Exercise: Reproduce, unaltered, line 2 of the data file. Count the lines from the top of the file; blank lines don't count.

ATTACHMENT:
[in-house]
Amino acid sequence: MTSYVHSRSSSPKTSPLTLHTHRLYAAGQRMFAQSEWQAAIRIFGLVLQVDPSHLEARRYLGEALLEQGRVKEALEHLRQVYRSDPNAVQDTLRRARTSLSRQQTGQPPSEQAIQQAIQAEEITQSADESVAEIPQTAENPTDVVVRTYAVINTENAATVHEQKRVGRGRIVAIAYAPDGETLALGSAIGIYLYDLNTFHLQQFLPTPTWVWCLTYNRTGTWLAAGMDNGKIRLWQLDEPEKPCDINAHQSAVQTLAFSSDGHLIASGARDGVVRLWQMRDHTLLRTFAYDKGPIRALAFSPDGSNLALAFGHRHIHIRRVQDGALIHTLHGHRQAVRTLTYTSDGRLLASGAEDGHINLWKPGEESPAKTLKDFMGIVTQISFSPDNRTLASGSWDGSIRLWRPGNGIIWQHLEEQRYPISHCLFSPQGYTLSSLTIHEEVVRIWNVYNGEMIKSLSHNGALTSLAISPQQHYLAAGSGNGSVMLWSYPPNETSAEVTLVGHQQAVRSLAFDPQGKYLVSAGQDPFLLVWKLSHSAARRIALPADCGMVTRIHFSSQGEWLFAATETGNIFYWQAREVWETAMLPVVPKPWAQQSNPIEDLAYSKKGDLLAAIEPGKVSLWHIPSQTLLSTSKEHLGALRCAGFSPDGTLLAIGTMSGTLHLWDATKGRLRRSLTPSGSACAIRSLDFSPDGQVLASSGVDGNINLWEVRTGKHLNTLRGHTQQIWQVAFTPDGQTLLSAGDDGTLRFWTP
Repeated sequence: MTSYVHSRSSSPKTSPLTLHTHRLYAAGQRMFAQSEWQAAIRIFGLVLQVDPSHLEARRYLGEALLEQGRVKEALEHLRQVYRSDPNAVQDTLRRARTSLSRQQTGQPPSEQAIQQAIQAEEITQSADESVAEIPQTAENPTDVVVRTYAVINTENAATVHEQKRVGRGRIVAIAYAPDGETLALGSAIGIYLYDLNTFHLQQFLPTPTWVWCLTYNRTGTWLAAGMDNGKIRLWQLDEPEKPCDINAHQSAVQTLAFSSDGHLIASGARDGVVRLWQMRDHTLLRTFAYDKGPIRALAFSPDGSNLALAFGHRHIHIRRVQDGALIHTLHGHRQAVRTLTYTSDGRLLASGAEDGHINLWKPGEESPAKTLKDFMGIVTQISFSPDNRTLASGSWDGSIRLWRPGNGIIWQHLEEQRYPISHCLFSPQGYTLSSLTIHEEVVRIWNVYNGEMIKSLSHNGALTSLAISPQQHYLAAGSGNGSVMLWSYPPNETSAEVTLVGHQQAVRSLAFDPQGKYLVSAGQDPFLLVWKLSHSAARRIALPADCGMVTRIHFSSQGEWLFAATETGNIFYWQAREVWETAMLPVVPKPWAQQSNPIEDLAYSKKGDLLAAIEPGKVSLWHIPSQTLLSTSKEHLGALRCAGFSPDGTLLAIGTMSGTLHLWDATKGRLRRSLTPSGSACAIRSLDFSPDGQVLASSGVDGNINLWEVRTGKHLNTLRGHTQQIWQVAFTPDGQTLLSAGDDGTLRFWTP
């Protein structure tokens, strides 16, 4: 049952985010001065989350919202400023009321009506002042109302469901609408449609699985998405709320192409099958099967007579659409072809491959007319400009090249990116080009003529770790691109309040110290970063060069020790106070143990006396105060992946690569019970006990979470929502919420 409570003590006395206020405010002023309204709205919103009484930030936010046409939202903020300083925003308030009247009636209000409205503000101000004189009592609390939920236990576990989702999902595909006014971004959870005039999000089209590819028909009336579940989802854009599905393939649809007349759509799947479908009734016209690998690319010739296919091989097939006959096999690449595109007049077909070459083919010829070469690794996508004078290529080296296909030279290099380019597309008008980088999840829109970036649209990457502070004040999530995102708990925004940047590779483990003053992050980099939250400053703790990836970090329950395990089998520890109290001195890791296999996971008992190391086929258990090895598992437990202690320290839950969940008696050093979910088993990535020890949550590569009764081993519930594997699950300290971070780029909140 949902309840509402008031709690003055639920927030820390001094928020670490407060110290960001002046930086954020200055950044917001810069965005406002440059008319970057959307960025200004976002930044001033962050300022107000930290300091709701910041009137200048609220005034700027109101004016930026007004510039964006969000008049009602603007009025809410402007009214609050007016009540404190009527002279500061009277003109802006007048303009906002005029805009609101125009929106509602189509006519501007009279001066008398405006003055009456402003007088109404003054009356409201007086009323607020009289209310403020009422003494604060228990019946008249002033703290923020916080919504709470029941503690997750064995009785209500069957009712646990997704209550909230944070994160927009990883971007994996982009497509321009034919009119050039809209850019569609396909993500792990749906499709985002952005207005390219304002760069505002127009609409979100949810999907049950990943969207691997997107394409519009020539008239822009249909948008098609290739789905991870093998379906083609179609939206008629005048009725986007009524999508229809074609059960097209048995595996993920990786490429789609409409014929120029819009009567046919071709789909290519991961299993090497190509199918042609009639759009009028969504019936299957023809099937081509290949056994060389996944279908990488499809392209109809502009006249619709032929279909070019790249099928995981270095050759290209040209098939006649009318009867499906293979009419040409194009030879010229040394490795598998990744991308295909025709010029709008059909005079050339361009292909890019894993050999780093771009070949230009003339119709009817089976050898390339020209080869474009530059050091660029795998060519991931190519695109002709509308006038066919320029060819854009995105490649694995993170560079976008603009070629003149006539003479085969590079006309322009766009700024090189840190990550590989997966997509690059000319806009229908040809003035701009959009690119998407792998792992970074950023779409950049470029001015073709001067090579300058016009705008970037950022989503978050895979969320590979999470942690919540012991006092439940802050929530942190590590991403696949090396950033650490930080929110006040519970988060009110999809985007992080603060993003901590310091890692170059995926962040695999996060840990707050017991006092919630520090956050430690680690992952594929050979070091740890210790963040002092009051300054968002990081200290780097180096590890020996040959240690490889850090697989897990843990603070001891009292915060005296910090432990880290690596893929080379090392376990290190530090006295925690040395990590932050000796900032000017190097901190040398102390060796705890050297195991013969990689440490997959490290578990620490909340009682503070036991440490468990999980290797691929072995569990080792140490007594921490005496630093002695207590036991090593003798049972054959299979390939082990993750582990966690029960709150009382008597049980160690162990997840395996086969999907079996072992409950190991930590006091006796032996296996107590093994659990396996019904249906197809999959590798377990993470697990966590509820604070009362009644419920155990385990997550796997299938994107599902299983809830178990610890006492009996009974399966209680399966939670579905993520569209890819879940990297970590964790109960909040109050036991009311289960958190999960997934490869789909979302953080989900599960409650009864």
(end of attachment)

Amino acid sequence: MTSYVHSRSSSPKTSPLTLHTHRLYAAGQRMFAQSEWQAAIRIFGLVLQVDPSHLEARRYLGEALLEQGRVKEALEHLRQVYRSDPNAVQDTLRRARTSLSRQQTGQPPSEQAIQQAIQAEEITQSADESVAEIPQTAENPTDVVVRTYAVINTENAATVHEQKRVGRGRIVAIAYAPDGETLALGSAIGIYLYDLNTFHLQQFLPTPTWVWCLTYNRTGTWLAAGMDNGKIRLWQLDEPEKPCDINAHQSAVQTLAFSSDGHLIASGARDGVVRLWQMRDHTLLRTFAYDKGPIRALAFSPDGSNLALAFGHRHIHIRRVQDGALIHTLHGHRQAVRTLTYTSDGRLLASGAEDGHINLWKPGEESPAKTLKDFMGIVTQISFSPDNRTLASGSWDGSIRLWRPGNGIIWQHLEEQRYPISHCLFSPQGYTLSSLTIHEEVVRIWNVYNGEMIKSLSHNGALTSLAISPQQHYLAAGSGNGSVMLWSYPPNETSAEVTLVGHQQAVRSLAFDPQGKYLVSAGQDPFLLVWKLSHSAARRIALPADCGMVTRIHFSSQGEWLFAATETGNIFYWQAREVWETAMLPVVPKPWAQQSNPIEDLAYSKKGDLLAAIEPGKVSLWHIPSQTLLSTSKEHLGALRCAGFSPDGTLLAIGTMSGTLHLWDATKGRLRRSLTPSGSACAIRSLDFSPDGQVLASSGVDGNINLWEVRTGKHLNTLRGHTQQIWQVAFTPDGQTLLSAGDDGTLRFWTP